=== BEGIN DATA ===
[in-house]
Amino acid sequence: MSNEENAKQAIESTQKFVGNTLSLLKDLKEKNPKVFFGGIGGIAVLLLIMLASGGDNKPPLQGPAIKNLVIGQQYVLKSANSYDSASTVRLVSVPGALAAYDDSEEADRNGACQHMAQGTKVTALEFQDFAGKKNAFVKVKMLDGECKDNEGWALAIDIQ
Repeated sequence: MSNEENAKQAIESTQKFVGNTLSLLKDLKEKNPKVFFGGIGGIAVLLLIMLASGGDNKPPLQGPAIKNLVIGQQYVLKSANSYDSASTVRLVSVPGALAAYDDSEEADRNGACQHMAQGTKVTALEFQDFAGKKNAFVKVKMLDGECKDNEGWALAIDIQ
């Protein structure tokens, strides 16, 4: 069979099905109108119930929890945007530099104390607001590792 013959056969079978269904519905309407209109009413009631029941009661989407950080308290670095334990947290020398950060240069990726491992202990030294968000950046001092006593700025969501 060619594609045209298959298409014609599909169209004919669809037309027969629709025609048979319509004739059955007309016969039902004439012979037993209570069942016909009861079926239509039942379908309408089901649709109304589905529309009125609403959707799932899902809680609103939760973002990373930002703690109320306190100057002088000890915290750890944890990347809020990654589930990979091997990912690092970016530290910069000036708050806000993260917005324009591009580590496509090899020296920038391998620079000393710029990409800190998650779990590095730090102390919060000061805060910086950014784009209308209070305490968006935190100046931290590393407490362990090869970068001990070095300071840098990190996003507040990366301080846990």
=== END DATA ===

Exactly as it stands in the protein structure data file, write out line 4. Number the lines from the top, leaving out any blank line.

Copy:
């Protein structure tokens, strides 16, 4: 069979099905109108119930929890945007530099104390607001590792 013959056969079978269904519905309407209109009413009631029941009661989407950080308290670095334990947290020398950060240069990726491992202990030294968000950046001092006593700025969501 060619594609045209298959298409014609599909169209004919669809037309027969629709025609048979319509004739059955007309016969039902004439012979037993209570069942016909009861079926239509039942379908309408089901649709109304589905529309009125609403959707799932899902809680609103939760973002990373930002703690109320306190100057002088000890915290750890944890990347809020990654589930990979091997990912690092970016530290910069000036708050806000993260917005324009591009580590496509090899020296920038391998620079000393710029990409800190998650779990590095730090102390919060000061805060910086950014784009209308209070305490968006935190100046931290590393407490362990090869970068001990070095300071840098990190996003507040990366301080846990």